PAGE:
The field of 3D printing is an intriguing study in how the Internet can democratize emergent tech markets - though, given the secretive and opaque nature of cutting-edge research, there does exist a limit on this newfound democratic potential at present.
Over the course of stereolithography's existence as a patented technology, 3D printing was never considered applicable to the consumer realm, its applications most readily lent to engineering prototypes at a more rapid pace. When several key patents expired in the early 2000s, the storied Reprap movement emerged as a loose collective of hackers who stumbled upon the fact that, with a little tender love and care, they could whip up a physical prototype, whatever they think of, right in their garage. For those with the technical chops to get a 3D printer up and running, the Reprap movement served a fascinating new creative diversion.
This novel movement sparked grander ambitions in the hearts of many an aspiring technologist. From Makerbot to Ultimaker to Lulzbot, it's staggering how many consumer 3D printer companies directly spawned from the Reprap movement. The result was a kind of fantastic experiment in free market capitalism: with high level technology and information freely exchanged via Reprap, the competitive advantage conferred by R&D was largely eroded for this emergent market. Competitors were legion, spawning seemingly weekly with nearly homogeneous products. The swell of producers drove a swell of mania, as hype around the industry drove tech prospectors delirious with excitement.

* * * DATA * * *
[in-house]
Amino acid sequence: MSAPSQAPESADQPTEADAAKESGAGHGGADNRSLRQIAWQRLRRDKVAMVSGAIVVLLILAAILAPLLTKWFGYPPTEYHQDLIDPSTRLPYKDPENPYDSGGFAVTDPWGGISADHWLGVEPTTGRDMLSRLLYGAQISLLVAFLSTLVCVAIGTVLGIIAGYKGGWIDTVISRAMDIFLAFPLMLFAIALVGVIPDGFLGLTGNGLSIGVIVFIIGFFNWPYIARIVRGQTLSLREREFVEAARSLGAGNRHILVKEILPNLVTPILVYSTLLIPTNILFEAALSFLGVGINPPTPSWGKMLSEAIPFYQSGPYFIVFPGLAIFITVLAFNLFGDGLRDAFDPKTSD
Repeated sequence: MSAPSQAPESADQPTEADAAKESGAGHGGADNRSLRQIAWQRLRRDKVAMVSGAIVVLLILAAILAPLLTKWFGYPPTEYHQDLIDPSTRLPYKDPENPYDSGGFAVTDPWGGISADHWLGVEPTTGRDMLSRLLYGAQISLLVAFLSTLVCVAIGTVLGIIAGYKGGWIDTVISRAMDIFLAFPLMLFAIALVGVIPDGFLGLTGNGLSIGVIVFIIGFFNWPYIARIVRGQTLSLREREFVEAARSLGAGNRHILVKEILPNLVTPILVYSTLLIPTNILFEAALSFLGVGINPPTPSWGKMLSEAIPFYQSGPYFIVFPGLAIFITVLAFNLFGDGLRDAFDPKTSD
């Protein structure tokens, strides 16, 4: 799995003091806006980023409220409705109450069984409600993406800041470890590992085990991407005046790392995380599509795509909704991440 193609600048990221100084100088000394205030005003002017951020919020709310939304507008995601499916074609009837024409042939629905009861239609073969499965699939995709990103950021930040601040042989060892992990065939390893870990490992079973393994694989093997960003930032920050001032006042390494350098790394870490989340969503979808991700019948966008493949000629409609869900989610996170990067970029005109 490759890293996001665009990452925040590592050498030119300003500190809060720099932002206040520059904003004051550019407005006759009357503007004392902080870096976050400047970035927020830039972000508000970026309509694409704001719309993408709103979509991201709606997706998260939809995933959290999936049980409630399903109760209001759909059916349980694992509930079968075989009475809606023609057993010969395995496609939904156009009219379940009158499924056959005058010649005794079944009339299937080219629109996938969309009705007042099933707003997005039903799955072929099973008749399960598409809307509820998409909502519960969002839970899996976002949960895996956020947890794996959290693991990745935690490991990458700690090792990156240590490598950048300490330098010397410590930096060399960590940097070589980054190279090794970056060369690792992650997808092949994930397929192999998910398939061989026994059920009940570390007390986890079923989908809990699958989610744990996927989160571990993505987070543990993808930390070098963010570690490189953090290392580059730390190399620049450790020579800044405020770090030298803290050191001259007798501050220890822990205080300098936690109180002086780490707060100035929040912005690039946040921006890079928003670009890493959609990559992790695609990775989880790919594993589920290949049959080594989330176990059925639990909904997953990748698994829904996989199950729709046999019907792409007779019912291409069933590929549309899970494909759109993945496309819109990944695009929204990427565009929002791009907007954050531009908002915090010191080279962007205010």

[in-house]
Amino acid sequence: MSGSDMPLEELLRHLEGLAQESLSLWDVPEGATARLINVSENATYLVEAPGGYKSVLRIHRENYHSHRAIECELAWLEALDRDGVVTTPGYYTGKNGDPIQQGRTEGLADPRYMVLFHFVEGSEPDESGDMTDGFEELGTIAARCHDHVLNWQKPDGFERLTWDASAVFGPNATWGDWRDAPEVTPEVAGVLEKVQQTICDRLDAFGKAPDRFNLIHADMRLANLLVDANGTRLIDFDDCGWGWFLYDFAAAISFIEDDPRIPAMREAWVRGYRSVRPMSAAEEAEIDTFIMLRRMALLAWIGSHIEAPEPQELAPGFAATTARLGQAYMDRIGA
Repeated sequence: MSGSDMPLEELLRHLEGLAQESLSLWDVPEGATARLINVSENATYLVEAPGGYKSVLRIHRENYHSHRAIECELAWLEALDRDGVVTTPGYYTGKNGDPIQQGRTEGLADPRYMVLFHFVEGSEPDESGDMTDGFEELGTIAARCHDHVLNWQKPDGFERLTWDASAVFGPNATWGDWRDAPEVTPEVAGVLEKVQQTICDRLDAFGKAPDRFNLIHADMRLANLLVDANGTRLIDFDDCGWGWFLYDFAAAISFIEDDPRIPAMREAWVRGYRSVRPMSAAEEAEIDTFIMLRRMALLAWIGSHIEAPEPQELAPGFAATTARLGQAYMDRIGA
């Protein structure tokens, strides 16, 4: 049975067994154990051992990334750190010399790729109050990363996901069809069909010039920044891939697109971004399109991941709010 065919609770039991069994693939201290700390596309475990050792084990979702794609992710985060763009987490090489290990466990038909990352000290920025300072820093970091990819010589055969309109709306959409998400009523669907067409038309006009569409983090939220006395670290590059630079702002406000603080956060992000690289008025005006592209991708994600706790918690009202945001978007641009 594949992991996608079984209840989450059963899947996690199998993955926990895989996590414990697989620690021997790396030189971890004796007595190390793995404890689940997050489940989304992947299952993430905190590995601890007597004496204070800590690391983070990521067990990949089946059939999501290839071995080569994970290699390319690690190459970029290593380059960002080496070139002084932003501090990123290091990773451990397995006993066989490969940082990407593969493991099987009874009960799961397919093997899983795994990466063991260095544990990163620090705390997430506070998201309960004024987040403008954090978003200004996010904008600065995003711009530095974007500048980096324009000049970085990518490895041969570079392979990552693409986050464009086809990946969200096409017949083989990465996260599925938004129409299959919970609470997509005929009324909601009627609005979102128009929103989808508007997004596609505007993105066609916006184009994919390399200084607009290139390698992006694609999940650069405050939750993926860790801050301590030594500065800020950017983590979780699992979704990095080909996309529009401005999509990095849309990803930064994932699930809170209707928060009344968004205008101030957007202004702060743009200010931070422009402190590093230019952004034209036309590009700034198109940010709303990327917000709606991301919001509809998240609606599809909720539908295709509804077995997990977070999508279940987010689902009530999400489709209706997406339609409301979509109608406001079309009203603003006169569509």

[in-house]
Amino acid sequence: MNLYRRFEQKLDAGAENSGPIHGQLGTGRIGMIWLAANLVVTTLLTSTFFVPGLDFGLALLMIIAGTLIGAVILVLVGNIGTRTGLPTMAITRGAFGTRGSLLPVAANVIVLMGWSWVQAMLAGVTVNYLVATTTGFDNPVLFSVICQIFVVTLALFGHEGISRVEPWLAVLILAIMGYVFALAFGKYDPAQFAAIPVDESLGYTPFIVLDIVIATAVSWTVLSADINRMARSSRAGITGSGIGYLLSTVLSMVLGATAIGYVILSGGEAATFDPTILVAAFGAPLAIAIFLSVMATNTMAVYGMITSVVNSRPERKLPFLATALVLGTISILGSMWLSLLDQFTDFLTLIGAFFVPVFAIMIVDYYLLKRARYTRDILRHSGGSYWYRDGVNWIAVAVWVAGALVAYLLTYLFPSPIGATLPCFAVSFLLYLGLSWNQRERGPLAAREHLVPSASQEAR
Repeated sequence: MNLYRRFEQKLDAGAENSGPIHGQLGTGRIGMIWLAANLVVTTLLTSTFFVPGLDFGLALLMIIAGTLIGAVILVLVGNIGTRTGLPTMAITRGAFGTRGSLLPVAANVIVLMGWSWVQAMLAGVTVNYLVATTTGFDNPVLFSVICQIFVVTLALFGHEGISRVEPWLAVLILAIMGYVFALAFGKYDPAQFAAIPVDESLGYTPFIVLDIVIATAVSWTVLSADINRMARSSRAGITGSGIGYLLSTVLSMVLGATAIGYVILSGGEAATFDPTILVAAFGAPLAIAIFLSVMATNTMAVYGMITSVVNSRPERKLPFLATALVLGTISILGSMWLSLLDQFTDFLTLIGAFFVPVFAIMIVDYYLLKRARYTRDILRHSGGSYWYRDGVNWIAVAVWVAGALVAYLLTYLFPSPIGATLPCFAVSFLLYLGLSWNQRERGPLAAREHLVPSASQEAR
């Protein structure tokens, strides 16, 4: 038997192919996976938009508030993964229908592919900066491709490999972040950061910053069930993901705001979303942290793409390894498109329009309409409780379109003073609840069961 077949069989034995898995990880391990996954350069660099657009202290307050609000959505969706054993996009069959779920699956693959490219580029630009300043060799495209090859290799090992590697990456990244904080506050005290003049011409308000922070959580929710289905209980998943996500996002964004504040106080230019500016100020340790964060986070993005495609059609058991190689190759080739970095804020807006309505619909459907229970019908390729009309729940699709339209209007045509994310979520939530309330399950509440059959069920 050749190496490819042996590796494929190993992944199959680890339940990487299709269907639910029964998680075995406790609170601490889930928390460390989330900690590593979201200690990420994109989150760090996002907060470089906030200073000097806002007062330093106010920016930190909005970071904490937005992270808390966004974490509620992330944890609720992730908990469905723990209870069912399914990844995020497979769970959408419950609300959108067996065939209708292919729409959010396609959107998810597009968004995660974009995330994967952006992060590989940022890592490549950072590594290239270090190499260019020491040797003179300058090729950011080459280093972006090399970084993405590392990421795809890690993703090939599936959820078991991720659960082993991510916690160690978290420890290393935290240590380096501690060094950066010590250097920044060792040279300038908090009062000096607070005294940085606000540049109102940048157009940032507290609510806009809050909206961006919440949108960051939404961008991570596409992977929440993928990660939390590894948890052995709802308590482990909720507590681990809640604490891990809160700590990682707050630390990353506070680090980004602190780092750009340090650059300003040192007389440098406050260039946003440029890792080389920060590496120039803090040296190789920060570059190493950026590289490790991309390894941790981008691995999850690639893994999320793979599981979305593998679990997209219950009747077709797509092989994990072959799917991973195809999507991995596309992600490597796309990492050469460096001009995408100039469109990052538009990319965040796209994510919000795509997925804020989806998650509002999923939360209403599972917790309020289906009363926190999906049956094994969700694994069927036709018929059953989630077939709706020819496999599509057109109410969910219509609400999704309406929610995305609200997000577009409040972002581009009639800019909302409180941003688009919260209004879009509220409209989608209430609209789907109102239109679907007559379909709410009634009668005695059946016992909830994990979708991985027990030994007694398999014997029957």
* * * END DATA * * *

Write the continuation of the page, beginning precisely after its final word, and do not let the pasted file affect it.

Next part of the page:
Now, out of the rubble, emerges true market opportunity. With opportunists prone to mimicry scared off by the bubble deflation, the remaining and emerging competitors of the past two years have been of somewhat of a higher caliber. This can certainly be extended to the Bcn3D Sigma.
The Sigma solves a real problem espoused by printers with dual-headed printers. Many such printers affix the dual headed extrusion piece to a single cartridge, causing undue strain on the mechanism keeping the active, bulky extruder in place. With the simple ingenuity capable only with a company who knows their customer, Bcn3D has split the heads, with each extruder in its own cartridge. Other features reinforce this end user familiarity, like the easily removed heat bed (held by magnets) and easy 6 step setup.
Printer so far has been amazing! The quality of the prints are the highest I have seen.
If you are looking for a dual extruder 3D Printer, the Sigma is the best choice. Anyway it beats almost all the "out of the box" single extruder printer that I've ever seen.
Works exceedingly well as a single extrusion FFF machine, providing quality prints that are frankly spectacular. The build space is generous, the operation is simple...
Probably the best 3D Printer in 2015, as you can use the dual extruder without any problem, and you can print almost all the materials in the market.